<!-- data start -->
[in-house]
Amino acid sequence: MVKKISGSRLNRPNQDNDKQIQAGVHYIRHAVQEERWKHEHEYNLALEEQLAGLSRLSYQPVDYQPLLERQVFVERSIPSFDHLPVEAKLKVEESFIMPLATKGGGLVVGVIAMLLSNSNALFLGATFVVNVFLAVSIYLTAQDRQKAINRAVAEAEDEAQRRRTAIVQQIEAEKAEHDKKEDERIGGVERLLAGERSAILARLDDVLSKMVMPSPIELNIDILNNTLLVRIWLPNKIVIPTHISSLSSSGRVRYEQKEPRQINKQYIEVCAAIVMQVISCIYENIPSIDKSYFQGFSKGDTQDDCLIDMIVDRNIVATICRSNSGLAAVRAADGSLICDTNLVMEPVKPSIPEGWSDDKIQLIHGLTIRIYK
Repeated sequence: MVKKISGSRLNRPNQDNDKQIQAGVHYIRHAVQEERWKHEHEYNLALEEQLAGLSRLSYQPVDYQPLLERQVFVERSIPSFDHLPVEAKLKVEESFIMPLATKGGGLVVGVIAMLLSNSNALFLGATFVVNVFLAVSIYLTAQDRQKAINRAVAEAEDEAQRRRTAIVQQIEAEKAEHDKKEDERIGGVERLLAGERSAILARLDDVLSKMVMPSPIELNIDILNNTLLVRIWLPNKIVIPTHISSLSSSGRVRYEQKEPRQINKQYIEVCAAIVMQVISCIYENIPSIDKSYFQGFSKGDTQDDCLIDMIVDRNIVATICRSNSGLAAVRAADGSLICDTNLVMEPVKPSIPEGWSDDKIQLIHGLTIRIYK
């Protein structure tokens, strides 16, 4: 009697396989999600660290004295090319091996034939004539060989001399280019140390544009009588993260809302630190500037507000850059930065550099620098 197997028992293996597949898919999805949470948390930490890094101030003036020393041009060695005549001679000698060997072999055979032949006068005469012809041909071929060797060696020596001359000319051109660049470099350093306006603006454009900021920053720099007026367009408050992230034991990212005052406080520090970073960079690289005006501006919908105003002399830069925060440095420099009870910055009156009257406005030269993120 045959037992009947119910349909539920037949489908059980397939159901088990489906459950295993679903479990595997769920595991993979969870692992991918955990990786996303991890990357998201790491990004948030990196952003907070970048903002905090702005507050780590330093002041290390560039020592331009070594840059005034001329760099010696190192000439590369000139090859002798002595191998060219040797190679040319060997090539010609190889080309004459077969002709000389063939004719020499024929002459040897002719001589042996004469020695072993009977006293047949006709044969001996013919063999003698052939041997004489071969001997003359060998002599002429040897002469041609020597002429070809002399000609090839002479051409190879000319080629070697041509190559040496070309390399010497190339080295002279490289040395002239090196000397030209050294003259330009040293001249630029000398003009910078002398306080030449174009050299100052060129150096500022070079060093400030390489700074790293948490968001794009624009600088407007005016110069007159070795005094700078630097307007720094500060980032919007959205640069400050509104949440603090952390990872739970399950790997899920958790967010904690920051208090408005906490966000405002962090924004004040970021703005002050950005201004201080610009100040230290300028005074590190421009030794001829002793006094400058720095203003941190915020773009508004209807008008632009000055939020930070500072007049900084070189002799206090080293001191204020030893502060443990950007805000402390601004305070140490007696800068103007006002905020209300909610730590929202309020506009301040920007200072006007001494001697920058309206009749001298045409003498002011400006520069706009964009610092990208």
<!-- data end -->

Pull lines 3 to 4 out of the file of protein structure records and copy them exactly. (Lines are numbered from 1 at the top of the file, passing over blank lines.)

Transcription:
Repeated sequence: MVKKISGSRLNRPNQDNDKQIQAGVHYIRHAVQEERWKHEHEYNLALEEQLAGLSRLSYQPVDYQPLLERQVFVERSIPSFDHLPVEAKLKVEESFIMPLATKGGGLVVGVIAMLLSNSNALFLGATFVVNVFLAVSIYLTAQDRQKAINRAVAEAEDEAQRRRTAIVQQIEAEKAEHDKKEDERIGGVERLLAGERSAILARLDDVLSKMVMPSPIELNIDILNNTLLVRIWLPNKIVIPTHISSLSSSGRVRYEQKEPRQINKQYIEVCAAIVMQVISCIYENIPSIDKSYFQGFSKGDTQDDCLIDMIVDRNIVATICRSNSGLAAVRAADGSLICDTNLVMEPVKPSIPEGWSDDKIQLIHGLTIRIYK
């Protein structure tokens, strides 16, 4: 009697396989999600660290004295090319091996034939004539060989001399280019140390544009009588993260809302630190500037507000850059930065550099620098 197997028992293996597949898919999805949470948390930490890094101030003036020393041009060695005549001679000698060997072999055979032949006068005469012809041909071929060797060696020596001359000319051109660049470099350093306006603006454009900021920053720099007026367009408050992230034991990212005052406080520090970073960079690289005006501006919908105003002399830069925060440095420099009870910055009156009257406005030269993120 045959037992009947119910349909539920037949489908059980397939159901088990489906459950295993679903479990595997769920595991993979969870692992991918955990990786996303991890990357998201790491990004948030990196952003907070970048903002905090702005507050780590330093002041290390560039020592331009070594840059005034001329760099010696190192000439590369000139090859002798002595191998060219040797190679040319060997090539010609190889080309004459077969002709000389063939004719020499024929002459040897002719001589042996004469020695072993009977006293047949006709044969001996013919063999003698052939041997004489071969001997003359060998002599002429040897002469041609020597002429070809002399000609090839002479051409190879000319080629070697041509190559040496070309390399010497190339080295002279490289040395002239090196000397030209050294003259330009040293001249630029000398003009910078002398306080030449174009050299100052060129150096500022070079060093400030390489700074790293948490968001794009624009600088407007005016110069007159070795005094700078630097307007720094500060980032919007959205640069400050509104949440603090952390990872739970399950790997899920958790967010904690920051208090408005906490966000405002962090924004004040970021703005002050950005201004201080610009100040230290300028005074590190421009030794001829002793006094400058720095203003941190915020773009508004209807008008632009000055939020930070500072007049900084070189002799206090080293001191204020030893502060443990950007805000402390601004305070140490007696800068103007006002905020209300909610730590929202309020506009301040920007200072006007001494001697920058309206009749001298045409003498002011400006520069706009964009610092990208």